I poured over the Alaska Marine Highway route map and sailing schedule, as well as the Alaska Airline flight schedule, and had to devise over twenty different itineraries before I found one that would let me travel along a “figure-eight” path that took me through Juneau twice, but only requiring one overnight stay there.

But just as I prepared to book my flights, ferry rides, and lodging, one of my oldest friends informed me that he was going to get married on the Hawaiian Island of Maui that fall.

Alaska and Hawaii are two of the more expensive travel destinations in the U.S., and I felt that visiting more than one in a single year would be a “budget buster.”

So, my Alaska trip was put off until 2008 and, because the tide tables and flight schedules change from year to year, all the trip planning I had done in 2007 had to be chucked out and repeated the following year.

“Southeast” the Easy Way

“Locals” I met during my 2008 swing through “Southeast” all assumed that I had arrived on a cruise ship, and were dumbfounded that I (or anyone other “outsider” for that manner) would have been able to navigate the complicated ferry and flight schedules to come up with a workable “DIY” trip plan for the region.

But before you throw in the “trip planning towel” and forego visiting one of the most scenic spots on Planet Earth, let me clue you in and two much easier ways to see “Southeast.”

About a million-plus visitors were projected to arrive in Southeast Alaska by cruise ship in 2016. Most, if not all, would sail from Seattle or Vancouver, B.C., up the “Inside Passage.”

Those tourists probably planned their Alaska trip by simply visiting a cruise ship Website or travel agent, and perhaps booking flights to and from the starting and ending points of the cruise.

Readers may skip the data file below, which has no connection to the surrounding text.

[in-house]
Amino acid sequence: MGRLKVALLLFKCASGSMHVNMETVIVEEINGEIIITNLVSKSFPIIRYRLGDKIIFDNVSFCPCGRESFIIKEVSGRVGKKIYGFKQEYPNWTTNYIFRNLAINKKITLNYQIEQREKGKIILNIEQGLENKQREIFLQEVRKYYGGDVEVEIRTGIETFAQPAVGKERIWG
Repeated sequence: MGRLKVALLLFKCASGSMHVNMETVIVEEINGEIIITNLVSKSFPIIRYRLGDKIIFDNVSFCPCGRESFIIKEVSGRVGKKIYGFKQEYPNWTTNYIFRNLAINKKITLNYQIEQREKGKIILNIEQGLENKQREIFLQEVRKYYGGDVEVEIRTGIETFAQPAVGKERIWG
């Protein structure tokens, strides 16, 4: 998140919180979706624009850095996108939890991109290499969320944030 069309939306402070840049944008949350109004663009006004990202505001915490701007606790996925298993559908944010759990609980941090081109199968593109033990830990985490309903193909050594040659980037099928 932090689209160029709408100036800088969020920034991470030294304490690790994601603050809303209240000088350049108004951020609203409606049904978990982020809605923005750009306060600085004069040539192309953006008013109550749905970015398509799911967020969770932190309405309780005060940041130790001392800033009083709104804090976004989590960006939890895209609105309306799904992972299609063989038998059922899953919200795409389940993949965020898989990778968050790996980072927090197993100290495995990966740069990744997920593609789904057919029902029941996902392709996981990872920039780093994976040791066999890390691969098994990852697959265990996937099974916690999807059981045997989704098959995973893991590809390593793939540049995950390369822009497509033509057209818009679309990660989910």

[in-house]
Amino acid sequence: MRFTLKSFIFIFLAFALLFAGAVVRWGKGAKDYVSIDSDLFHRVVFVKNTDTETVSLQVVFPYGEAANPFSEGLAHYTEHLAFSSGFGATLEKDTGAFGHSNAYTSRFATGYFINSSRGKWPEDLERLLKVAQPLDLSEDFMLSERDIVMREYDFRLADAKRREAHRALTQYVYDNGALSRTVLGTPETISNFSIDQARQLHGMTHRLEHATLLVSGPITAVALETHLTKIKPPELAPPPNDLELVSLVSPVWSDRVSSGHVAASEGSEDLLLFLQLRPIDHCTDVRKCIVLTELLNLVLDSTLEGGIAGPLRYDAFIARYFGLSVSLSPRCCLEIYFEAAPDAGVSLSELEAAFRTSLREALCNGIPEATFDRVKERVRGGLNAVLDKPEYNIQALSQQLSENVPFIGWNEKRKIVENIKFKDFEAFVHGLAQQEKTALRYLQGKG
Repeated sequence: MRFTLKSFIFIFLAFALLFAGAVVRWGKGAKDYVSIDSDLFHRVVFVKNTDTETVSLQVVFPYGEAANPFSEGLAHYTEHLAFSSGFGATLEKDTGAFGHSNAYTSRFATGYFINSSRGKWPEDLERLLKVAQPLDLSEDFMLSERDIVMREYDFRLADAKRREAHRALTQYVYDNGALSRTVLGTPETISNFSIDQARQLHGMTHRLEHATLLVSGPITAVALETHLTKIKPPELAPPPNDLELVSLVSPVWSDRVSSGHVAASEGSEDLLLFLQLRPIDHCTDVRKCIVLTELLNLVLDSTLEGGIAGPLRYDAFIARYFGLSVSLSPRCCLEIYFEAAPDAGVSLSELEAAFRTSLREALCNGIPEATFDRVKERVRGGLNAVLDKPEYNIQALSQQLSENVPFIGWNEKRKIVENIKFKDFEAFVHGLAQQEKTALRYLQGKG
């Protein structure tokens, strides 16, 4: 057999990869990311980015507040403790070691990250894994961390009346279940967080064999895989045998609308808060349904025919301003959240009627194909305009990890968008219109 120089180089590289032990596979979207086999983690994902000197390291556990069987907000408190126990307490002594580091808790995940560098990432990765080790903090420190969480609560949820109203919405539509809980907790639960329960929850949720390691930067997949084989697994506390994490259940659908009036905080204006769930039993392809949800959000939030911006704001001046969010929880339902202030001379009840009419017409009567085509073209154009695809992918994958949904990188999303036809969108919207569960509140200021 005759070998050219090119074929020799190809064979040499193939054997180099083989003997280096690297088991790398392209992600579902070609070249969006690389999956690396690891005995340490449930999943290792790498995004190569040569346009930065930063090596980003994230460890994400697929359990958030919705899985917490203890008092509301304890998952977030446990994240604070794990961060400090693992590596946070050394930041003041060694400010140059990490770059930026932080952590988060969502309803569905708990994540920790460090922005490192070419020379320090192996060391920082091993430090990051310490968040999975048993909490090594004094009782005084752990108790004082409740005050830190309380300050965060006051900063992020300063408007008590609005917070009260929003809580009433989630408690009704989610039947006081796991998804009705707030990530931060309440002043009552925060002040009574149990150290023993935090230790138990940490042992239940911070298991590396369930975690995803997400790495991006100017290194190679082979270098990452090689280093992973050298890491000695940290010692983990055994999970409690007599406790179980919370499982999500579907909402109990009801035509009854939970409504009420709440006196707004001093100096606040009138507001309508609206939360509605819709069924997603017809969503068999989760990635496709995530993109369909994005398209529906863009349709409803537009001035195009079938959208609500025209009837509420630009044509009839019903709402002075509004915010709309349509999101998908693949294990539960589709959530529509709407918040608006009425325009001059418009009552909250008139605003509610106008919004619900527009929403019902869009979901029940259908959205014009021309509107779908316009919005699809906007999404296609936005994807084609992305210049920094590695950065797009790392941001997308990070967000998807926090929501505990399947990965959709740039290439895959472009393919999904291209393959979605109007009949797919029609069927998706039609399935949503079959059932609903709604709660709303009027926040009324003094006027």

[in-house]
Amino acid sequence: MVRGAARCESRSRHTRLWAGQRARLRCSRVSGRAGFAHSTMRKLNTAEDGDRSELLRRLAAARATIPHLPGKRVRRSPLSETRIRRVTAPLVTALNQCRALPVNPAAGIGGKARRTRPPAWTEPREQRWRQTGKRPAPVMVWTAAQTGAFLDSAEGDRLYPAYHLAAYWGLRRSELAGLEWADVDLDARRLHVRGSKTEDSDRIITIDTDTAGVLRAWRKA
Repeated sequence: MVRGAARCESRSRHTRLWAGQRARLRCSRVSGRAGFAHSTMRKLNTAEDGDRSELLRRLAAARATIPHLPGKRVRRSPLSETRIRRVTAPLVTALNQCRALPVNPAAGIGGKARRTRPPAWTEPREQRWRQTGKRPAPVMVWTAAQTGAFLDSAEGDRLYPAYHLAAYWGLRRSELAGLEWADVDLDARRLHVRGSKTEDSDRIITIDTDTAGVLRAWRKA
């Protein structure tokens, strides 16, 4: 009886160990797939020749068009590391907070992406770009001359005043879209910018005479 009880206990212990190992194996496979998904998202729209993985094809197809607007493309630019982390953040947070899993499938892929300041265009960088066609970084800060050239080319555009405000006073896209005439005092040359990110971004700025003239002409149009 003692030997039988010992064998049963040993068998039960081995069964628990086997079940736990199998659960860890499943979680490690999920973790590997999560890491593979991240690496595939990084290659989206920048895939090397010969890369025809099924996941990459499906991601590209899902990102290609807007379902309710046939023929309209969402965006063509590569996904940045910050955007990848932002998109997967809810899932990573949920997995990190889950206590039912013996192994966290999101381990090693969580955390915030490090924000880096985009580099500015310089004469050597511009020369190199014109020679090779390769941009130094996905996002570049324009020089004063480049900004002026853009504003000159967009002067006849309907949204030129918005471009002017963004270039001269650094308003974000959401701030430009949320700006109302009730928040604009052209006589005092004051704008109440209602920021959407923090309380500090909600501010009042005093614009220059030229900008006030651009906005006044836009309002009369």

But the cruise ship “scene” isn’t something that appeals to every traveler, particularly those who would prefer not to share their “Southeast” adventure with the 2,000-3,000 “new best friends” that would be on-board on of the larger vessels, particularly if they want to focus more on scenery and wildlife rather than ship-board dining and shore-side shopping.

One option for them would be to sail the waters of the Alaska Panhandle on a smaller craft, such as Delphinus, operated by Dolphin Charters out of the San Francisco Bay Area, which carries only eight passengers and four crew. (I have been on Delphinus day trips in the Bay Area, although not in Alaska.)

Another choice for those not too “faint-of-wallet” ($4,290 to $12,400, per person, double-occupancy, depending on the trip you choose and which cabin you select, plus airfare to and from the embarkation and debarkation points, gratuities, etc.) is to book a trip through National Geographic Expeditions and travel aboard its 62-passenger Sea Bird of Sea Lion. NGE offers a number of different trips including “Alaska’s Inside Passage,” “Epic Alaska Photography Expedition,” “Treasures of the Inside Passage: Alaska and British Columbia,” and “Wild Alaska Escape.”

If you have the time and patience to map out a trip through “Southeast” and travel independently, you will be rewarded with some of the most remarkable scenery you are likely to encounter in your lifetime.

But if you’re pressed for time, not confident in your trip-planning skills, or just want to “do” the region the easy way, tour companies and cruise lines can make your visit to this realm of mountains, sea and forest memorable

(The travel writing career of Tales Told From The Road publisher, Dick Jordan, was launched following his 2008 trip through “Southeast” when three metropolitan newspapers, including the San Francisco Chronicle and Los Angeles Times, ran stories based on that trip in their Sunday “Travel” sections.)